Montana state Rep. Brad Tschida filed an ethics complaint against Gov. Steve Bullock, claiming that the governor “has been illegally relying upon a state-paid attorney to represent him in [an] ethics matter.” In response, Montana Commissioner of Political Practices Jonathan Motl has threatened to impose “severe penalties” on Rep. Tschida, on the theory that the disclosure was a crime. Indeed, Commissioner Motl has emailed over 90 legislators “reminding” them “that ethics complaints are confidential by law”; Mont. Code Ann. § 2-2-136(D) indeed provides that “The complainant … shall maintain the confidentiality of the complaint … until the commissioner issues a decision.”
But how can this be? A representative (or anyone else) files a complaint alleging that a government official has committed misconduct — and he can’t talk about the complaint?
Well, it can’t be, as the U.S. Court of Appeals for the Ninth Circuit (which covers Montana) has expressly held in Lind v. Grimmer (9th Cir. 1994), striking down a similar Hawaii law: “to the extent Haw.Rev. Stat. § 11-216(d) prevents an individual from disclosing the fact that he filed a complaint with the Campaign Spending Commission, it is unconstitutional.” The Third Circuit took the same view in Stilp v. Contino, 613 F.3d 405 (3d Cir. 2010), striking down a similar ban: “to the extent [the statute] prohibits a complainant from disclosing his own complaint and the fact that it was filed, unconstitutionally constrains political speech.” See also Cox v. McLean (D. Mont. 2014); In re Warner (La. 2009); and Petition of Brooks (N.H. 1996).
And those court decisions are quite right. The government sometimes has authority to restrict people from revealing information that is disclosed to them in confidence by the government. But there’s no basis for restricting people from publicizing accusations that they have conveyed to the government. And indeed, publicizing such accusations is often important political speech, whether in criticizing the person who is being accused, or in criticizing the commission that receives the accusation — for instance, if the complainant wants to argue that the commission is being slow or biased in its treatment of the accusation. One can imagine some restrictions imposed by the government as employer on government employees who use internal complaint mechanisms, but the Montana statute applies to all complainants, and in any event the government-as-employer rules don’t apply to restrictions on legislators — see Bond v. Floyd (1966).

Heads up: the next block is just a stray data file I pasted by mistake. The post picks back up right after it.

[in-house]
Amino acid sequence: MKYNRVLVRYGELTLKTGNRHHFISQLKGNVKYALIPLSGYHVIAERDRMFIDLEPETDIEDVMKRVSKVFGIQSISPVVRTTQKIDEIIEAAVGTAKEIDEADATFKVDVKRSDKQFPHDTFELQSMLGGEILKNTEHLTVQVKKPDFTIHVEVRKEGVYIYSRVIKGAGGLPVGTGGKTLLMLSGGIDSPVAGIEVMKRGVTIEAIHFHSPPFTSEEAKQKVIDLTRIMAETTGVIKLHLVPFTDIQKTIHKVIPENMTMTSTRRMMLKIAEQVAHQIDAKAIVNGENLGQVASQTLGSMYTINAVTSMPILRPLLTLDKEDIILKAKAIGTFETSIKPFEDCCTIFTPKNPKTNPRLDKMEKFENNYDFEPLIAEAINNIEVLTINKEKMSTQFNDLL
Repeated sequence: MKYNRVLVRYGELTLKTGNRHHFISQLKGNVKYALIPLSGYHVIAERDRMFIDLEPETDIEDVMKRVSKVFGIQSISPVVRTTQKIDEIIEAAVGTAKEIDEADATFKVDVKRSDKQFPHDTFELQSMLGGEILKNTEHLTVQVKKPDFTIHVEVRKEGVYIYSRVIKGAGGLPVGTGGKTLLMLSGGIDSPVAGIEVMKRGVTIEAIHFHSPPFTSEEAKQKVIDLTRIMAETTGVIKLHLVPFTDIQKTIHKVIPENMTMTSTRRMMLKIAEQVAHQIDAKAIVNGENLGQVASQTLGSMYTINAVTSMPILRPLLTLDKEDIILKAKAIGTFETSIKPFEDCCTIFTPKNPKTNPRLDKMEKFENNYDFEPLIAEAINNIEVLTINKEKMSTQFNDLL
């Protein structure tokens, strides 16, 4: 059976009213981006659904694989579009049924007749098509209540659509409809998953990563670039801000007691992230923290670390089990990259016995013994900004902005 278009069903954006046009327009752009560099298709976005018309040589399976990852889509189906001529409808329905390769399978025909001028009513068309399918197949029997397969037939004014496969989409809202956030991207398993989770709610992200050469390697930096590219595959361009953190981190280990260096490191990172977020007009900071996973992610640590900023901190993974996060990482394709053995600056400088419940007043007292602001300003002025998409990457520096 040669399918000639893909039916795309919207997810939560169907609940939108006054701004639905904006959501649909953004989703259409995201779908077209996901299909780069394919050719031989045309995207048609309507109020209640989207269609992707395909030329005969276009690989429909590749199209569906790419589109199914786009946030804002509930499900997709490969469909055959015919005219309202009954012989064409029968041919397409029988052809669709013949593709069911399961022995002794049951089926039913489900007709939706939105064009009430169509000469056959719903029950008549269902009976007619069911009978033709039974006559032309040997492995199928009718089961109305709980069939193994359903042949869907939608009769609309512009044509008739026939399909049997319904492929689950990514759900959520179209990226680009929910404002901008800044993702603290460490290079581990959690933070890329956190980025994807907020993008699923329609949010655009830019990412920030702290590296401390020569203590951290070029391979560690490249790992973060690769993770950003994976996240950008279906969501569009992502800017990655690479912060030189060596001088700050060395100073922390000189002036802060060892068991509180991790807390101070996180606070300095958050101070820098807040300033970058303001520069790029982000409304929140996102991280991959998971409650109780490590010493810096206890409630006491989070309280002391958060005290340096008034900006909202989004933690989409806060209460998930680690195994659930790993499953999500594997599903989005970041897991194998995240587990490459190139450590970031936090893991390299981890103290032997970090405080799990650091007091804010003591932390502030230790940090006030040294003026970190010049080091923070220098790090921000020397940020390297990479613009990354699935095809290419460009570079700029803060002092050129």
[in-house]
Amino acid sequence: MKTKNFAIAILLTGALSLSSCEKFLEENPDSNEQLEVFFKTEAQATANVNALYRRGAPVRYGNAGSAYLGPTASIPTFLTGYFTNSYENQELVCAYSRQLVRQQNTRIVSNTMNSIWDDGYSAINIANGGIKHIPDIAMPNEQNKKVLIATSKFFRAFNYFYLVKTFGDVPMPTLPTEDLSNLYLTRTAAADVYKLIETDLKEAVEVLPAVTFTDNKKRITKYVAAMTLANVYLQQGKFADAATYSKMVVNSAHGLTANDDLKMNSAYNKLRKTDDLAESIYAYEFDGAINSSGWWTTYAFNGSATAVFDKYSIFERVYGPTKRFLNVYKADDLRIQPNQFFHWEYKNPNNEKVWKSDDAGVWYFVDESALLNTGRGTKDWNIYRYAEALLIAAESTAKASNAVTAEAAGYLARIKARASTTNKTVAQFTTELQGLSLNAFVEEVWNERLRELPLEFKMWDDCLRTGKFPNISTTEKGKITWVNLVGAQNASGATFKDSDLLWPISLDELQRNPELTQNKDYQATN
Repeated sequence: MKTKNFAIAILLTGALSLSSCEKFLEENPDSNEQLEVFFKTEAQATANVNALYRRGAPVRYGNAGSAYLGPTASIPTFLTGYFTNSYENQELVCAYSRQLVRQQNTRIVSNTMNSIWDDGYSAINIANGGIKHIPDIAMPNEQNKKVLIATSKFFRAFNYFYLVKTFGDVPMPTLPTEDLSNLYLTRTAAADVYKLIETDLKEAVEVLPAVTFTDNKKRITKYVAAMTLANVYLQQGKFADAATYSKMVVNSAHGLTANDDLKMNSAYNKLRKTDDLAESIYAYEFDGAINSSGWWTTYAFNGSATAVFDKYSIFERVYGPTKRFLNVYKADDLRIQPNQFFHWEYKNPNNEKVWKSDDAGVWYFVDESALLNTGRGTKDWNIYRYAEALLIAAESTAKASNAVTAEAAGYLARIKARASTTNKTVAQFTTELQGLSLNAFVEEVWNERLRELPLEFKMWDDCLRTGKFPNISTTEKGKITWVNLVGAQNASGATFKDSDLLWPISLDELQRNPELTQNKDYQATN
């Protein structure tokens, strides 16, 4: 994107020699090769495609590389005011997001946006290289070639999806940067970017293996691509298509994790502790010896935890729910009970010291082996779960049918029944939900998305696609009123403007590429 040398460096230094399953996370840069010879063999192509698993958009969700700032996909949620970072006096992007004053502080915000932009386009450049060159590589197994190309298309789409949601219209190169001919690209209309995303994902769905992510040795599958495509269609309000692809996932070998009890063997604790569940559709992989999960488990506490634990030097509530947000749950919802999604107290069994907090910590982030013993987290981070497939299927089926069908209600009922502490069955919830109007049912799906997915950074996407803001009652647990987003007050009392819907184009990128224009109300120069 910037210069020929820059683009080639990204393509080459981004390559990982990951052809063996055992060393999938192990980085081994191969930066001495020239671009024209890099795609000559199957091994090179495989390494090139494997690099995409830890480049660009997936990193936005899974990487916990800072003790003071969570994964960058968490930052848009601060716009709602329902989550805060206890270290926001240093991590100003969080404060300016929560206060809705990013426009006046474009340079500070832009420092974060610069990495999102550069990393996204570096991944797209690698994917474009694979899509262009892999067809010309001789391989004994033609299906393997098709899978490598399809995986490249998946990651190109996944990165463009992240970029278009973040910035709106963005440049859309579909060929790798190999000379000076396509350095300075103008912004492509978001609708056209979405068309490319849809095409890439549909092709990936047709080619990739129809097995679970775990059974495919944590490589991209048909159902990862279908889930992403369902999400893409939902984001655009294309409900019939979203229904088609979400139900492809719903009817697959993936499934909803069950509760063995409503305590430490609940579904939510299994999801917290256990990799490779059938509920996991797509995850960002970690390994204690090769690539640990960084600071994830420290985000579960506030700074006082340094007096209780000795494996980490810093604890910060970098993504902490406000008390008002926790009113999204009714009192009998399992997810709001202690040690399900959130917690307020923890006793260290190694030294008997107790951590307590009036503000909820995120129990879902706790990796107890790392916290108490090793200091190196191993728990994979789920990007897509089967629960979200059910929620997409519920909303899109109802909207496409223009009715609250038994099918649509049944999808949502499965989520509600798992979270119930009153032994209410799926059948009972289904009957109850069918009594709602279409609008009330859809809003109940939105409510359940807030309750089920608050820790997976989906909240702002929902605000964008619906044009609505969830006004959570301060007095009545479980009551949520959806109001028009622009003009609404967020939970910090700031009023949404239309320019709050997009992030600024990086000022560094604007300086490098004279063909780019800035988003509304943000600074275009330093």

Fortunately, Tschida — represented by Montana lawyer Matthew Monforton (who won the Cox v. McLean case cited above) — is challenging the speech prohibition and Commissioner Motl’s threat to enforce that prohibition, both on First Amendment grounds and on the grounds that the communications with his fellow legislators were protected by the Montana Constitution’s Speech or Debate Clause. I look forward to seeing the government’s response.
Here, incidentally, is the story behind the ethics complaint, as recounted in the motion; please recall that these are just allegations (some paragraph breaks added):
On or about September 19, 2016, Representative Tschida filed an ethics complaint against Governor Steve Bullock and a member of his cabinet, Commerce Director Meg O’Leary. The complaint arose from Governor Bullock’s illegal use of a state-owned aircraft to fly him and Director O’Leary to Missoula in August 2014 for purposes of attending a concert performed by Paul McCartney.
The complaint alleges Governor Bullock and Director O’Leary attended the concert at the invitation of University of Montana President Royce Engstrom and Mary Engstrom, who invited Governor Bullock “and a guest to join them in the President’s Box to watch Sir Paul McCartney as he performs his ‘Out There’ concert.” The use of the state-owned aircraft by Governor Bullock and Director O’Leary and their acceptance of seating in the President’s Box to attend the concert constituted illegal gifts under Montana law. After Representative Tschida filed the ethics complaint, Defendant Jonathan Motl ordered him not to disclose the existence of the complaint.